by Adam White
Which is more effective as a signal filter, the average directional movement index (A DX), the indicator
developed by J. Welles Wilder to measure market trend intensity, or the unsmoothed version, the
directional index (DX)? Adam White of the Technical Traders Bulletin measures the performance of a
breakout trading system using the ADX or the DX as signal filters.
In hindsight, few things look better on a chart than a successful breakout — a profitable move to a
better price signaled by the crossing of an established support or resistance level. But for every successful
breakout there are several that fail. There are many ways that a trader can try to tip the strategic odds of
trading breakouts in their favor; here, I will look at a method involving ADX and its cousin, DX . I will
also share a technique aimed at reducing some deleterious aspects of optimization, a technique I call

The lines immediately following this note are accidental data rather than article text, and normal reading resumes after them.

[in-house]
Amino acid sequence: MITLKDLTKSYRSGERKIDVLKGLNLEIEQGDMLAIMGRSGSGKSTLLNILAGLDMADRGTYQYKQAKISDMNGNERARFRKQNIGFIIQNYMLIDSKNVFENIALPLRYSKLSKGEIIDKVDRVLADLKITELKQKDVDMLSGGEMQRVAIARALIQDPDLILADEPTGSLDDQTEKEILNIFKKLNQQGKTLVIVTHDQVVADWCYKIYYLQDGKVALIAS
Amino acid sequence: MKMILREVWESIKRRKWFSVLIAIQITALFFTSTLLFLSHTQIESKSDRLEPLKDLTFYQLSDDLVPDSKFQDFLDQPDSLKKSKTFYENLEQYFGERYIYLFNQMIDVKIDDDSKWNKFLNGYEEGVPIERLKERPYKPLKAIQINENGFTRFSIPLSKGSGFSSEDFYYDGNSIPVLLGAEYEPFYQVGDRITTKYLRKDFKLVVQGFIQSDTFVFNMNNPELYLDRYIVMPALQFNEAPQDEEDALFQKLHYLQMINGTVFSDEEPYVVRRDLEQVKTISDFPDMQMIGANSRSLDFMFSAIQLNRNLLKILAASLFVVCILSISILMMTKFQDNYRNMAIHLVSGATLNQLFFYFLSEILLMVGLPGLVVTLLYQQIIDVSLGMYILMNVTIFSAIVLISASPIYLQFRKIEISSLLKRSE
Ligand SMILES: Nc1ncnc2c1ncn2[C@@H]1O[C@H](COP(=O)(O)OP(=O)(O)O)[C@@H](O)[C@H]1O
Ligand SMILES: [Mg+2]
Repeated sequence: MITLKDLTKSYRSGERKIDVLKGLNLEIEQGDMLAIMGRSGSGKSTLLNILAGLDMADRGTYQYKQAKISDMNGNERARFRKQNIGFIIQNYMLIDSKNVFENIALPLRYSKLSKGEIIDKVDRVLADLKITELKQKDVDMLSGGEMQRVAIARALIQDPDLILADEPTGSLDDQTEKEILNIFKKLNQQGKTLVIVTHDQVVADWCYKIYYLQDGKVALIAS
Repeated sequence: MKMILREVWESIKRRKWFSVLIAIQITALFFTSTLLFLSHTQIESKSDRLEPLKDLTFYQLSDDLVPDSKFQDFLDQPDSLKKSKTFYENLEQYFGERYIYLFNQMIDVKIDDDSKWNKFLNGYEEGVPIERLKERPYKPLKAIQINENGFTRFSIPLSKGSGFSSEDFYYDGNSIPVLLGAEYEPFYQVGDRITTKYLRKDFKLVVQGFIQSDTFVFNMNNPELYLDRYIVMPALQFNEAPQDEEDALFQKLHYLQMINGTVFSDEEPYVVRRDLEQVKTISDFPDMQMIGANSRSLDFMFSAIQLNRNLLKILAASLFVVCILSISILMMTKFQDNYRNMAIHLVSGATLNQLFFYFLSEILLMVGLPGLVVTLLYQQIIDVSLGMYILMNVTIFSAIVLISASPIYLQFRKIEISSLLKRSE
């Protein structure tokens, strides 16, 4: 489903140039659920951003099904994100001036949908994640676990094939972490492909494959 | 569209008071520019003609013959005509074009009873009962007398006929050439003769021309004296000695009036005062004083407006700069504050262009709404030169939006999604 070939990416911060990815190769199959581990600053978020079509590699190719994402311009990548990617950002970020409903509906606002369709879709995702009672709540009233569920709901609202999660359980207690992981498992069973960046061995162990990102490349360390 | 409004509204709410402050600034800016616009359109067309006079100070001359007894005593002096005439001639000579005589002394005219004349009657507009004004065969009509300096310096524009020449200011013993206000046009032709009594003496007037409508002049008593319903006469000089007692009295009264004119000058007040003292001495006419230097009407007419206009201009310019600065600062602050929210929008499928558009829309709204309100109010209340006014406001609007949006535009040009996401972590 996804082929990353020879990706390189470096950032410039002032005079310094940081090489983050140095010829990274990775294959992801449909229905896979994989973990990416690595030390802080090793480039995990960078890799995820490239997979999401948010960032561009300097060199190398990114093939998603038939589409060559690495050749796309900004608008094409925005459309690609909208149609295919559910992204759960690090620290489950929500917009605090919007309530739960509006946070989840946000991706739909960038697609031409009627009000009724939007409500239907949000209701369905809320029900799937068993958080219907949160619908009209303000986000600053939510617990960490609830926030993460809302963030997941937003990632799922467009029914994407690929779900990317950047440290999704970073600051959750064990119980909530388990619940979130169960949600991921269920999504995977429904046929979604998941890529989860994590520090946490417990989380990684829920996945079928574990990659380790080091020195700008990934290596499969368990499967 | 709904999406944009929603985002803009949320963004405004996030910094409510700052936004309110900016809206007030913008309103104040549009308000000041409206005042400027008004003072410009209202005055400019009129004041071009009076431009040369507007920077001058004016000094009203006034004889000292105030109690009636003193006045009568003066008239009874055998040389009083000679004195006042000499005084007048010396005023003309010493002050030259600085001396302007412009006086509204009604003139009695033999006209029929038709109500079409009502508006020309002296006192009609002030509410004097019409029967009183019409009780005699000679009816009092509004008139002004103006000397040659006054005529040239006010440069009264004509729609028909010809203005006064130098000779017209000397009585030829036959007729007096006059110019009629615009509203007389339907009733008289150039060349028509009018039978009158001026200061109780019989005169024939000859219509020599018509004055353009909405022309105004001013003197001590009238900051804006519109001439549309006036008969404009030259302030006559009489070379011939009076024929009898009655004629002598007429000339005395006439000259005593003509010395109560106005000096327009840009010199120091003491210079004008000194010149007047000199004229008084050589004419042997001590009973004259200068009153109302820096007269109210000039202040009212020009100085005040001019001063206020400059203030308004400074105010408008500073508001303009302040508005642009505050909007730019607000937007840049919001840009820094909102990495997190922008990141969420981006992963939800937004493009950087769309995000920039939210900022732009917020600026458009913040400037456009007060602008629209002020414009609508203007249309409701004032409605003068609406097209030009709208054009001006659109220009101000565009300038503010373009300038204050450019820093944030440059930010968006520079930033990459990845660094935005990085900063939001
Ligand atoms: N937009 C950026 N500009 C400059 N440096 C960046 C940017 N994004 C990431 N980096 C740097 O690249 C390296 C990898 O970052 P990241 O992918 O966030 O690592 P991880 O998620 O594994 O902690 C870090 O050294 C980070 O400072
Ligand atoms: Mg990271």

Most traders are familiar with traditional breakouts as a means by which to enter a trending market.
Considering moves to the upside only, a breakout can be mechanically recognized as making an n-bar
high, assuring that the market has risen above the resistance level that previously kept it in the trading
range. A breakout can be a sign that the fundamental market outlook has changed from a balance of
bullish and bearish forces to a scenario in which the bulls prevail (see Figure 1).
A second, and more subtle, tug of war is also going on for market psychology, and that is whether
participants expect the market to be primarily a trading range market or an openly trending market. On some level, market participants make some of their decisions about expected future price movement by
referring to past movement. But what aspect of past movement are participants focusing on, the turning
points or the trends? When the focus on the turning points dominates the focus on the trends, the market
is more likely to stay in a trading range than it is to move to new territory.